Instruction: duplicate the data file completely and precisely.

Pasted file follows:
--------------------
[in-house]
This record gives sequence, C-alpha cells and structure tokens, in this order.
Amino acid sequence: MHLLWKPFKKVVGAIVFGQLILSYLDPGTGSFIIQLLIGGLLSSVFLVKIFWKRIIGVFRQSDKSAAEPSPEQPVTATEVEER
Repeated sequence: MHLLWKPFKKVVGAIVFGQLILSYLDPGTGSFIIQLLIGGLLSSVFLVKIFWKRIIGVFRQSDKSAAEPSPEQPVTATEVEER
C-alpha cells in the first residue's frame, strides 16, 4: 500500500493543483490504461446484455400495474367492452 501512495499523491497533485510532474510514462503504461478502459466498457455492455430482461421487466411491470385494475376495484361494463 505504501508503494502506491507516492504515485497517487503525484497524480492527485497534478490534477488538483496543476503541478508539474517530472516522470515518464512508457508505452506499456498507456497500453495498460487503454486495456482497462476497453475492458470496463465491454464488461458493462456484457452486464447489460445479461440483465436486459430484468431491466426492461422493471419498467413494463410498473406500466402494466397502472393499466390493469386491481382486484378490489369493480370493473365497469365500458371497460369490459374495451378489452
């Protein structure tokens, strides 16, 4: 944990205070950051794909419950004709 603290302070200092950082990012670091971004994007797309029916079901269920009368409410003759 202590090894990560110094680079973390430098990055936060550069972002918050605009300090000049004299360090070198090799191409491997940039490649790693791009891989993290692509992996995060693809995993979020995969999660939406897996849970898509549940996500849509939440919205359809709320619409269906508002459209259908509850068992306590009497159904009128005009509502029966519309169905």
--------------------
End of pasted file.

[in-house]
This record gives sequence, C-alpha cells and structure tokens, in this order.
Amino acid sequence: MHLLWKPFKKVVGAIVFGQLILSYLDPGTGSFIIQLLIGGLLSSVFLVKIFWKRIIGVFRQSDKSAAEPSPEQPVTATEVEER
Repeated sequence: MHLLWKPFKKVVGAIVFGQLILSYLDPGTGSFIIQLLIGGLLSSVFLVKIFWKRIIGVFRQSDKSAAEPSPEQPVTATEVEER
C-alpha cells in the first residue's frame, strides 16, 4: 500500500493543483490504461446484455400495474367492452 501512495499523491497533485510532474510514462503504461478502459466498457455492455430482461421487466411491470385494475376495484361494463 505504501508503494502506491507516492504515485497517487503525484497524480492527485497534478490534477488538483496543476503541478508539474517530472516522470515518464512508457508505452506499456498507456497500453495498460487503454486495456482497462476497453475492458470496463465491454464488461458493462456484457452486464447489460445479461440483465436486459430484468431491466426492461422493471419498467413494463410498473406500466402494466397502472393499466390493469386491481382486484378490489369493480370493473365497469365500458371497460369490459374495451378489452
């Protein structure tokens, strides 16, 4: 944990205070950051794909419950004709 603290302070200092950082990012670091971004994007797309029916079901269920009368409410003759 202590090894990560110094680079973390430098990055936060550069972002918050605009300090000049004299360090070198090799191409491997940039490649790693791009891989993290692509992996995060693809995993979020995969999660939406897996849970898509549940996500849509939440919205359809709320619409269906508002459209259908509850068992306590009497159904009128005009509502029966519309169905």